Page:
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Cheese is Hot, or at least warm!

America’s connoisseurship is on the rise. Unfortunately the temperature at which cheese is being stored is on the decline.

Temperature abuse is one of the gravest ills that can befall cheese. It is usually the too-warm temperatures at which cheese is stored when cheeses suffer most. The bacterial activity speeds up and this can lead to over-ripening. A cheese expected to reach its peak a week or two later rushes through its usual ripening schedule to the over-the-hill stage. A rise in temperature is usually okay for a short period but extended phases of warmth increase microbiological activities that lead to secondary fermentations and off-flavors. Once a softer cheese has sustained that elevated temperature and the bacteria have started to procreate (both the good and the bad bacteria) there is little that the affineur can do to reverse damage.

The world’s greatest affineurs know that cheese maintenance is the foundation of their jobs. It is impossible to turn back the clock on aging cheese, just as it is impossible to make a great cheese out of inferior milk.

A few years ago a well-known Chicago chef called me to ask what could be done to rescue his cheese program. The local health department insisted that his cheeses be stored at 38° F until the guests ordered the cheese course. The health inspector was simply following the local regulations: dairy products must be stored cold. The only suggestion I could make was that the captain take the cheese order at the beginning, along with all the other courses. The cheese could be served after the main course, after it had a chance to come to room temperature.

Here again we have an instance where all dairy products are lumped together, as though they and all their shelf-lives are all the same. I would prefer to have my pasteurized milk (sic) stored cold as it is especially perishable, but my Parmigiano Reggiano?

As most of you probably know: a cheese served cold is not very tasty, that it can take a good half hour to bring a cold slice up to room temperature. Cheese temperature abuse is usually caused by elevated temperatures. However the potential for harm is also great at the other end of the thermometer. Even the hardest of cheese has its water content and if the cheese is stored too cold the destructive effects on the texture cannot be undone. The softer cheeses suffer the most; if a triple-crème is stored below freezing (which apparently happens from time to time) the soft voluptuous texture is permanently lost. The water and fats lose their balanced suspension in the protein matrices.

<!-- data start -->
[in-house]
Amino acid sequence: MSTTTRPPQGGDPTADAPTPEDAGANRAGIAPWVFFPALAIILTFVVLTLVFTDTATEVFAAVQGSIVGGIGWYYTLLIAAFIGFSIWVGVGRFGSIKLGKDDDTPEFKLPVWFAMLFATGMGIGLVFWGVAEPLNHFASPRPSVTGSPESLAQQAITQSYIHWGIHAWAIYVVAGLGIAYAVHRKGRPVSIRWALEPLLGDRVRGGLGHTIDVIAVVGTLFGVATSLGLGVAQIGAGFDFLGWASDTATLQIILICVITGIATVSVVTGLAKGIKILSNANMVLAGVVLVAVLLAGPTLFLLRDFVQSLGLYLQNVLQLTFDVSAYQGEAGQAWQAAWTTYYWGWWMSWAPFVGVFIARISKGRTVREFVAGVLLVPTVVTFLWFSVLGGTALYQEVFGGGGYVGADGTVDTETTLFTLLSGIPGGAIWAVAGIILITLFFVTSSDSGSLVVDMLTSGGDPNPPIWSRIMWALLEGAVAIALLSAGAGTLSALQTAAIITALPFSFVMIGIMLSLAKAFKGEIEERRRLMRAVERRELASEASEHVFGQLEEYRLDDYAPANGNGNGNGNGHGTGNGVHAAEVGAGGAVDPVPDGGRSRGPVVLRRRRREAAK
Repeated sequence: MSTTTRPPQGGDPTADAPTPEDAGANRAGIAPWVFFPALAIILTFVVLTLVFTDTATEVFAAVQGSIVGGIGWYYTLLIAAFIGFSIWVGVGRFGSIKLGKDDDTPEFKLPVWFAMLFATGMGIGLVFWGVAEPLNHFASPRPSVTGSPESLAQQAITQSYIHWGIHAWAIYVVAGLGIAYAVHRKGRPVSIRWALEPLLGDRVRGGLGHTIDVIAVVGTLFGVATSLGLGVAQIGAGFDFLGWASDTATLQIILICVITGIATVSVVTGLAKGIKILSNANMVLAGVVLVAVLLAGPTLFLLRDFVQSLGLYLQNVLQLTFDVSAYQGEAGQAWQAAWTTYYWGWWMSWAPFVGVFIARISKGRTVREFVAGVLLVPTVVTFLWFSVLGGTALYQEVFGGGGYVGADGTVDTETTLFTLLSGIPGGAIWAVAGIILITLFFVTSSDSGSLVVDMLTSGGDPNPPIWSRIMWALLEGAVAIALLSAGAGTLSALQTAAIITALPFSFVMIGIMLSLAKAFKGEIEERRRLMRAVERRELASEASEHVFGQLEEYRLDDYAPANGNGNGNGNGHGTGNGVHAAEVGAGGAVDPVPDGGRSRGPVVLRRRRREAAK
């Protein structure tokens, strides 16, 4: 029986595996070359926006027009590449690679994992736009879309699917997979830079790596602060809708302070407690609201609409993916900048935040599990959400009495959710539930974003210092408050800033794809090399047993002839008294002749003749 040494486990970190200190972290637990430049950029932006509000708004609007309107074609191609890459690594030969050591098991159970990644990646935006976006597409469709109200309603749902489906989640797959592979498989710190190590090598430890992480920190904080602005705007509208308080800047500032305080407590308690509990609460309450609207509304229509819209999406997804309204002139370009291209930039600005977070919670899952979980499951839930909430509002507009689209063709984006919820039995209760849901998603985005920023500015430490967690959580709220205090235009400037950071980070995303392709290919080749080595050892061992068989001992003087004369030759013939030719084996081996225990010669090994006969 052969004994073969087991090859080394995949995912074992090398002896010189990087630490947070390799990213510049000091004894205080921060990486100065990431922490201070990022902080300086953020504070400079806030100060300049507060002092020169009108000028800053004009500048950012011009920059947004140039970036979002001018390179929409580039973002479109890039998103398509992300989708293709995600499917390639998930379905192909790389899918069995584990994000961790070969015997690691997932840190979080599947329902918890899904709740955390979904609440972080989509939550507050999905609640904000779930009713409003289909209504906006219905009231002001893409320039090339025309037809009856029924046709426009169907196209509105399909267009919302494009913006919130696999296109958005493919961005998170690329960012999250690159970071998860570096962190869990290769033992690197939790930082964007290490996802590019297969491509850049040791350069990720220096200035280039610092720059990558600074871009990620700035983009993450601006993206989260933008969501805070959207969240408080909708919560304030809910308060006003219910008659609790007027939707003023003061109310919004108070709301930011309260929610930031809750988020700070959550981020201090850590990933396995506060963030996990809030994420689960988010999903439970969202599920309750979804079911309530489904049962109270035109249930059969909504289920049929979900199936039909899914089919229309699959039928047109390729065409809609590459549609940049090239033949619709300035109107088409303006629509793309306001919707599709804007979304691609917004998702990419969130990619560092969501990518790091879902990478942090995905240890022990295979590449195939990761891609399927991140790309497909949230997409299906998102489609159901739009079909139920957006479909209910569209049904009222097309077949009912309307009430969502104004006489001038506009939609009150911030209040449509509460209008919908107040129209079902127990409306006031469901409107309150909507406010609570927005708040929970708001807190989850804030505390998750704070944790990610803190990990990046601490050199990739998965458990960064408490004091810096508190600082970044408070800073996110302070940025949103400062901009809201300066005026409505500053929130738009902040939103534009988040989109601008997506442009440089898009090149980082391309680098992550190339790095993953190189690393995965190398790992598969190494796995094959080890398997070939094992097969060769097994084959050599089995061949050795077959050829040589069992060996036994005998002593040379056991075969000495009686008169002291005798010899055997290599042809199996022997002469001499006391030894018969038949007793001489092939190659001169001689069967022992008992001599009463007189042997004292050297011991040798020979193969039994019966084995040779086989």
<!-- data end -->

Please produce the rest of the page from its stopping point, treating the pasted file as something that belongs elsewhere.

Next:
Cool storage certainly has its advantages; the lower temperatures help maintain a cheese in a more static state. The moisture and fats do not leach out as quickly, the microbiological activity slows down so that a cheese reaches its optimal stage of ripeness more gradually. This is referring to storage though, and not to cheese service, as in a home or restaurant.

The flavors will not only be masked in a cheese served cold; the cheese may actually be a little objectionable. A cold cheese will not be presented to a judge in a cheese competition, either in international competitions or here in the United States.

The cheese cave at New York City’s Picholine restaurant (the cheese shrine) was installed in 1995. The temperature was set at 50° F and we worked to keep the relative humidity levels high. They are called “caves” because they have cave-like conditions: cool, moist, with gentle air exchange. The compressor kept the temperature steady. We kept the humidity levels high by filling the cave with cheeses. During drier winter months we sprayed the tile walls with water to keep the cave moist. The only minor flaw in the cave’s design was that it was a little too drafty. We simply turned off one of the fans, and shielded the most fragile cheeses in the recesses of the shelves.

Tons of cheese went through that cave from its installation in 1995 until just a few weeks ago. A local health inspector had the Fromagère remove the cheeses from these near-ideal conditions and place them in a colder (and much drier) walk-in refrigerator for storage.

Why they waited until 2012 to take action could be because they did not know of the cave’s existence. It was tucked in a corner of a small private dining room doubling as a wine cellar. We were not trying to hide the cheese cave; this just happened to be the most logical space within the tight quarters of the restaurant. Many guests had the good fortune to dine in that little private dining room with a view of America’s first restaurant cheese cave.